By Danny Katch
I wrote this book in the immediate aftermath of Trump’s election. The air was thick with mourning, dread, and above all else, shock.
But it was the kind of shock that galvanized rather than paralyzed. That was clear from the protests taking over streets in my city, from the meetings organized in my building’s basement by people looking to volunteer with local community groups, and even from the old friend who told me over coffee that since November he had decided to get more involved in his kid’s school.
In various ways, people were processing that they could no longer go about their lives and leave to its own devices a system that had just given ultimate power to a DayGlo asshat who would be rejected by movie directors as too cartoonish a villain. There was a widespread sense that something was deeply wrong, not just with Trump and his party, but with . . . everything.
But what exactly? Millions of anguished conversations during those early months tried to probe that question, but most were unable to get too far before they returned to two blunt but powerful thoughts: I just can’t believe it and I’ve got to do something.
Those sentiments produced the Women’s March, the airport protests against the Muslim travel ban, and the other crucial resistance that has greeted Trump from the day he took office. But action alone without a guiding political framework can only get us so far before we’re herded back into the harmless pens of safe opposition—the corporate-owned candidates, the online letters to Congress—that helped get us into this mess to begin with.
So while many good books are being written about how Trump won, and many others about what we should do about it, Why Bad Governments Happen to Good People looks at these subjects and others through the lens of the more existential questions that clung to all of us last November like smoke from a burning building.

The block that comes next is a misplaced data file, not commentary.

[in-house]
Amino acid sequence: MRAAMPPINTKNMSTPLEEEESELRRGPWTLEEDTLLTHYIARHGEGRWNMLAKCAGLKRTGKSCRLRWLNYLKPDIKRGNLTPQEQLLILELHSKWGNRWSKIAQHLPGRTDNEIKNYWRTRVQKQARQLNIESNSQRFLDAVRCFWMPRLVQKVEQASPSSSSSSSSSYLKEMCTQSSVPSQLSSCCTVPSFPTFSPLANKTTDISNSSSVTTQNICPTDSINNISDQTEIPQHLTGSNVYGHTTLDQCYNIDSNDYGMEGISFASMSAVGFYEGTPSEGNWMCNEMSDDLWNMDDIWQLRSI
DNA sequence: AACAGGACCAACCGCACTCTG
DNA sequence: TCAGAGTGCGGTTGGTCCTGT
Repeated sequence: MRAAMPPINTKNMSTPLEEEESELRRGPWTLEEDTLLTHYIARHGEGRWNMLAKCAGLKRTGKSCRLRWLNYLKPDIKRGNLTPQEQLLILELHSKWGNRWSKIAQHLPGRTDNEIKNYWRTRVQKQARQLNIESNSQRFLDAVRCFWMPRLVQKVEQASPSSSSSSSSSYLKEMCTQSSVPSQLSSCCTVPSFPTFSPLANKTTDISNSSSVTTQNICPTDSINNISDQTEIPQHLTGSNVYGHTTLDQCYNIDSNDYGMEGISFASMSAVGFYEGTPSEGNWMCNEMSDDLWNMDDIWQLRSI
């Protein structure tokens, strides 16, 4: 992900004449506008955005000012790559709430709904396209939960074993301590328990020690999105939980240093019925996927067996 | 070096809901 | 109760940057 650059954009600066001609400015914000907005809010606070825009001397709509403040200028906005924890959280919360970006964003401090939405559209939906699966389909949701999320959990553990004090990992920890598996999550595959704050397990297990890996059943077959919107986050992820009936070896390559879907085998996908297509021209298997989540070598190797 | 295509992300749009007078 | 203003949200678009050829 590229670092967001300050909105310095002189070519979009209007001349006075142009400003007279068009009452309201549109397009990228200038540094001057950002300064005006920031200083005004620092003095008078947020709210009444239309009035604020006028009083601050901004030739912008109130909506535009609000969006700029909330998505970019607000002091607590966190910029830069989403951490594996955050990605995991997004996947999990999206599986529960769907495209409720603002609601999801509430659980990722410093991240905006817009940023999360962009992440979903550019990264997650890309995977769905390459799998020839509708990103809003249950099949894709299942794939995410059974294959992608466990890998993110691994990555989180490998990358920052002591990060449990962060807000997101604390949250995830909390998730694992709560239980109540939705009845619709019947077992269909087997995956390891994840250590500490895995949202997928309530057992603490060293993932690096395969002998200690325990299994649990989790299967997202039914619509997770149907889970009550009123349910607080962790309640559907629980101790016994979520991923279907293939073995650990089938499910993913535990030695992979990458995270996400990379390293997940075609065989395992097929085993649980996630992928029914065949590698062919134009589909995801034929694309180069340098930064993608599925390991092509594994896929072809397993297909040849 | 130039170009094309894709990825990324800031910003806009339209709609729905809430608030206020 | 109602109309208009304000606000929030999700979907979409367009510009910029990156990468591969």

“Trump is a tumor, not the cancer,” I write in the introduction. “He can do deadly harm if we don’t stop him but we also have to treat the deeper sickness.”
As I worked through the early months of 2017, I had no idea how many chapters might be obsolete by the publication date. Some days I thought Trump might not last another week. Other times it looked like resistance was futile.
As it turned out, the book is quite pertinent. For all of the stunning events that have happened on a weekly basis over the past nine months, the central dynamic remains the same: Donald Trump is not at all popular, but he doesn’t need to be in this pseudo-democracy until resistance is powerful enough to stop him.
The other thing that hasn’t changed is the shock. Our minds still reel every morning to find that the DayGlo asshat has threatened nuclear genocide, stripped young immigrants of their legality, and complimented a deadly hurricane on how big it is.
We still can’t believe it, and we still have to do something. I hope this book helps you figure out what it is you have to do.